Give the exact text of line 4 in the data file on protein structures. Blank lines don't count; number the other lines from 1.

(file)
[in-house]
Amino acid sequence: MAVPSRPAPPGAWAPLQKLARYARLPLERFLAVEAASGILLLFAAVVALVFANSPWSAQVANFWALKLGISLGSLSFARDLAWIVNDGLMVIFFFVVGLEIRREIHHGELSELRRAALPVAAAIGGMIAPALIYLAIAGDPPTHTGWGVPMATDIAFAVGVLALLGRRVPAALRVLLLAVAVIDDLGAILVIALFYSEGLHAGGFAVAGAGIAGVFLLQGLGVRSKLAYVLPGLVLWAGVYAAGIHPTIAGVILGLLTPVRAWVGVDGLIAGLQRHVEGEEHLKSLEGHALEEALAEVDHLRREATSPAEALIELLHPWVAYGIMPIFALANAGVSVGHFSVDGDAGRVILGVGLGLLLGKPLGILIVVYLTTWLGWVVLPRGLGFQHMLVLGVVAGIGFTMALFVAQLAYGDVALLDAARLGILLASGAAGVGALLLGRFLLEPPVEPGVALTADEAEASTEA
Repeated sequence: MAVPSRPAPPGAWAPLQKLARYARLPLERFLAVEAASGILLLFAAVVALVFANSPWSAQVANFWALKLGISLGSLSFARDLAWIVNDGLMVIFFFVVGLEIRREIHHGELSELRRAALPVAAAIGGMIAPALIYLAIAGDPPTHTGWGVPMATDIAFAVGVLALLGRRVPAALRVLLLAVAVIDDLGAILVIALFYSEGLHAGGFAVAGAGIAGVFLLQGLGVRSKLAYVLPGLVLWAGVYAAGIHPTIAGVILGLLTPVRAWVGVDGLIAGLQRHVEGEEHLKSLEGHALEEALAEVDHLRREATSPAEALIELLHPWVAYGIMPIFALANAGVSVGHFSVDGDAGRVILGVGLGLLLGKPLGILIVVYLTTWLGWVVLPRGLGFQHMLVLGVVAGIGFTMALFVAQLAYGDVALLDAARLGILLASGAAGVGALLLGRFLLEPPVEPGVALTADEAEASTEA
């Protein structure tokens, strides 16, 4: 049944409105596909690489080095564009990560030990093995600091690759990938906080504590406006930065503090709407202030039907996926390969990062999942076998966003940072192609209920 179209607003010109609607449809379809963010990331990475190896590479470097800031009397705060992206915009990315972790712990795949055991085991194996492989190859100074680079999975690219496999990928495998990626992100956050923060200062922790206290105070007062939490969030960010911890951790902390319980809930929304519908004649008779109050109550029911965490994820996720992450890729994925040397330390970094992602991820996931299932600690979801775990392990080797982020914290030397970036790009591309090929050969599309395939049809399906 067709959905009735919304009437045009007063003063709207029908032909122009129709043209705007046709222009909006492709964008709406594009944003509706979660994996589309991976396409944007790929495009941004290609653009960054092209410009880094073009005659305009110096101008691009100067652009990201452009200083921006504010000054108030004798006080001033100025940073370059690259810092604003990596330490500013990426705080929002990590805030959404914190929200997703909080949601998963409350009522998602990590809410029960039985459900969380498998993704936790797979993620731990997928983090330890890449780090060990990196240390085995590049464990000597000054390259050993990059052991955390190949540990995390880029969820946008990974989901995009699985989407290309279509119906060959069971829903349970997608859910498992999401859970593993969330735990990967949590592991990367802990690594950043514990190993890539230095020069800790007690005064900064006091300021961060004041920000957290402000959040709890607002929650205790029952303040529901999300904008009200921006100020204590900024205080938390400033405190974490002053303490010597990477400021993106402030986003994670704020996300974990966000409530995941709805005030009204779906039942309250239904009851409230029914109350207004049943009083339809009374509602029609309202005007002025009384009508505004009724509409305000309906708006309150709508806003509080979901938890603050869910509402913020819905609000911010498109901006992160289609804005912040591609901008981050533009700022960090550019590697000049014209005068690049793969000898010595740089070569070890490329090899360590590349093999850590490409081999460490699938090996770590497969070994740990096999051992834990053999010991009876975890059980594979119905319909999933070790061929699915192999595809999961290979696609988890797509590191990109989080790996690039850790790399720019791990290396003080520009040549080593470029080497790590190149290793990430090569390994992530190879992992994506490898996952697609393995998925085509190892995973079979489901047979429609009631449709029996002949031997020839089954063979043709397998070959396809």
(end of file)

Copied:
């Protein structure tokens, strides 16, 4: 049944409105596909690489080095564009990560030990093995600091690759990938906080504590406006930065503090709407202030039907996926390969990062999942076998966003940072192609209920 179209607003010109609607449809379809963010990331990475190896590479470097800031009397705060992206915009990315972790712990795949055991085991194996492989190859100074680079999975690219496999990928495998990626992100956050923060200062922790206290105070007062939490969030960010911890951790902390319980809930929304519908004649008779109050109550029911965490994820996720992450890729994925040397330390970094992602991820996931299932600690979801775990392990080797982020914290030397970036790009591309090929050969599309395939049809399906 067709959905009735919304009437045009007063003063709207029908032909122009129709043209705007046709222009909006492709964008709406594009944003509706979660994996589309991976396409944007790929495009941004290609653009960054092209410009880094073009005659305009110096101008691009100067652009990201452009200083921006504010000054108030004798006080001033100025940073370059690259810092604003990596330490500013990426705080929002990590805030959404914190929200997703909080949601998963409350009522998602990590809410029960039985459900969380498998993704936790797979993620731990997928983090330890890449780090060990990196240390085995590049464990000597000054390259050993990059052991955390190949540990995390880029969820946008990974989901995009699985989407290309279509119906060959069971829903349970997608859910498992999401859970593993969330735990990967949590592991990367802990690594950043514990190993890539230095020069800790007690005064900064006091300021961060004041920000957290402000959040709890607002929650205790029952303040529901999300904008009200921006100020204590900024205080938390400033405190974490002053303490010597990477400021993106402030986003994670704020996300974990966000409530995941709805005030009204779906039942309250239904009851409230029914109350207004049943009083339809009374509602029609309202005007002025009384009508505004009724509409305000309906708006309150709508806003509080979901938890603050869910509402913020819905609000911010498109901006992160289609804005912040591609901008981050533009700022960090550019590697000049014209005068690049793969000898010595740089070569070890490329090899360590590349093999850590490409081999460490699938090996770590497969070994740990096999051992834990053999010991009876975890059980594979119905319909999933070790061929699915192999595809999961290979696609988890797509590191990109989080790996690039850790790399720019791990290396003080520009040549080593470029080497790590190149290793990430090569390994992530190879992992994506490898996952697609393995998925085509190892995973079979489901047979429609009631449709029996002949031997020839089954063979043709397998070959396809």